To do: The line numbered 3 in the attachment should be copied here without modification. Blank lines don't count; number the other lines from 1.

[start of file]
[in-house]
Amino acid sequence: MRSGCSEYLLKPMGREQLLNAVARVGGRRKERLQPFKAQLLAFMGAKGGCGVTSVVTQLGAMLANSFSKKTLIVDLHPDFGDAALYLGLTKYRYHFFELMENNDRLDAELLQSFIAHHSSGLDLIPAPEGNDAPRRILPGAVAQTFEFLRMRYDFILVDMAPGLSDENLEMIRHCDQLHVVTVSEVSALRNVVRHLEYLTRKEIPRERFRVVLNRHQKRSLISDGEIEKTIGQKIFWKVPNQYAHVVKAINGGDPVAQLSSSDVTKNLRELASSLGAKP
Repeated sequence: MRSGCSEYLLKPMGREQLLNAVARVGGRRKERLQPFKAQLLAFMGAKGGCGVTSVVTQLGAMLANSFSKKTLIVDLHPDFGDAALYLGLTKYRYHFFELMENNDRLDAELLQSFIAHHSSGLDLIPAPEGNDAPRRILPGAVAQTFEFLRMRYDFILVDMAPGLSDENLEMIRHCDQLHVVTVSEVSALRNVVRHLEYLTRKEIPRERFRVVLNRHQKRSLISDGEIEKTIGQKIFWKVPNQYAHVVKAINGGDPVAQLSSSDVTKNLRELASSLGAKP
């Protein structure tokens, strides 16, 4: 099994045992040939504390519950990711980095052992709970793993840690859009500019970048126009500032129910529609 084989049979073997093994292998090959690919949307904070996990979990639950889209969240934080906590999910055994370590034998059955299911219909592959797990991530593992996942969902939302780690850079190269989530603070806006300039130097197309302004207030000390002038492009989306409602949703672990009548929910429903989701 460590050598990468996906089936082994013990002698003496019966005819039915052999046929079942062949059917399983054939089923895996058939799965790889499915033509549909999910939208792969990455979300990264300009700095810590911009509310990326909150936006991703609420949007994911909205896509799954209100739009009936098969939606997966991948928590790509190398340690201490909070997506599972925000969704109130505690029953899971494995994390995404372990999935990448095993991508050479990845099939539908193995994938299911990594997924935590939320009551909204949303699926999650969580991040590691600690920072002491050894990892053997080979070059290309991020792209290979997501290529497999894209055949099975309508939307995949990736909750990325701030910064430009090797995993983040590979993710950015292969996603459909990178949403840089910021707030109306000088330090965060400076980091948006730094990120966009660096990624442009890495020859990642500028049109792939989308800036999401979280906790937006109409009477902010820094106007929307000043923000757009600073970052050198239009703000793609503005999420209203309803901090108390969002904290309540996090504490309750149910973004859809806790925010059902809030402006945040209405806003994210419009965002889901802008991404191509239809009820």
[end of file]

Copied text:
Repeated sequence: MRSGCSEYLLKPMGREQLLNAVARVGGRRKERLQPFKAQLLAFMGAKGGCGVTSVVTQLGAMLANSFSKKTLIVDLHPDFGDAALYLGLTKYRYHFFELMENNDRLDAELLQSFIAHHSSGLDLIPAPEGNDAPRRILPGAVAQTFEFLRMRYDFILVDMAPGLSDENLEMIRHCDQLHVVTVSEVSALRNVVRHLEYLTRKEIPRERFRVVLNRHQKRSLISDGEIEKTIGQKIFWKVPNQYAHVVKAINGGDPVAQLSSSDVTKNLRELASSLGAKP